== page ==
Elizabeth Arden’s first African Ambassador - CNBC Africa

Elizabeth Arden’s first African Ambassador

Western Africa

by Dara Rhodes 0

Elizabeth Arden’s Eight Hour Intensive Daily Moisturiser for Face SPF 15. PHOTO: Elizabeth Arden

The cosmetics company has already expanded into Angola, Zimbabwe and Mozambique and plans on moving into Nigeria, Kenya and other Sub-Saharan African countries this year.

“We believe that to be beautiful is the birth right of every woman and that certainly applies to Africa as well,” Corne Nel, Elizabeth Arden Africa Managing Director told CNBC Africa.

The company has been in the South African market since the early 1950s and Nel believes that the brand is ready to enter the African market.

“On one side I think the brand is ready and the other side, I think the market is also ready. We’ve seen some large GDP growth in many of the countries, there’s urbanisation, more females entering the job market and all of those things are good news for us,” he said.

Twenty-eight-year-old Nigerian born Ariyo, will take over the duties of the Elizabeth Arden South African Ambassador Lerato Moloi whose reign cantered only in South Africa.

“As the brand ambassador, I will be featured in the new campaigns for the skin care ranges, the skin illuminating range, the visible difference range and the flawless finish perfect nude make up SPS15 range as well,” Ariyo explained.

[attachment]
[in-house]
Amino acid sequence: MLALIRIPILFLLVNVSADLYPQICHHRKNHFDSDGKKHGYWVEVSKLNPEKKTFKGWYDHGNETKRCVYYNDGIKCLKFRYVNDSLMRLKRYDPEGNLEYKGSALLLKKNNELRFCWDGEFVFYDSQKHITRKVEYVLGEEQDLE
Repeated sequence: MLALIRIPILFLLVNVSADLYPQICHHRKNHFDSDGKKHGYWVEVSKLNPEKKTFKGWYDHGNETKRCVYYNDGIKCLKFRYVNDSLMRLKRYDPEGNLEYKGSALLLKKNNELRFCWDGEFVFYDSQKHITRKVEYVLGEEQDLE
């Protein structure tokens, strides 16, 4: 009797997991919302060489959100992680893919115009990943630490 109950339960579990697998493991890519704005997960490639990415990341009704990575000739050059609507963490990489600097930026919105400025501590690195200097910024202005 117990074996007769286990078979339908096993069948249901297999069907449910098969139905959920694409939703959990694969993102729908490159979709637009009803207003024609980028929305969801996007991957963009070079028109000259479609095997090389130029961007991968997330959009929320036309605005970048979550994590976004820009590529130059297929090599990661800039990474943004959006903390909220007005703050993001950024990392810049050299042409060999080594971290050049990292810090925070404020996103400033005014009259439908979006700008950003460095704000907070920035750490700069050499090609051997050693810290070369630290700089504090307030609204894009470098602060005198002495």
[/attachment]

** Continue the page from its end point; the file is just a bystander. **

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According to Nel, choosing Ariyo was not an easy process as they wanted someone that had the same values as the company.

“Beauty is more than skin deep and its actually soul deep so for us, it’s too act as a role model to these young ladies and that’s one of the points that we want to help Adeola with. It’s one of her ambitions to say, how can I be a role model to younger models?” he added.

While infrastructure is often the biggest problem for international companies in Africa, Elizabeth Arden’s biggest challenge however is the supply chain and finding retail partners in the countries.

“We don’t run Elizabeth Arden stores that only sell our own products so we need to partner up with retailers in Africa. In South Africa, we are spoiled, you’ve got large retailers with a big footprint, but all over Africa it’s mainly an independent and fragmented industry. That is probably one of our biggest challenges,” he said.

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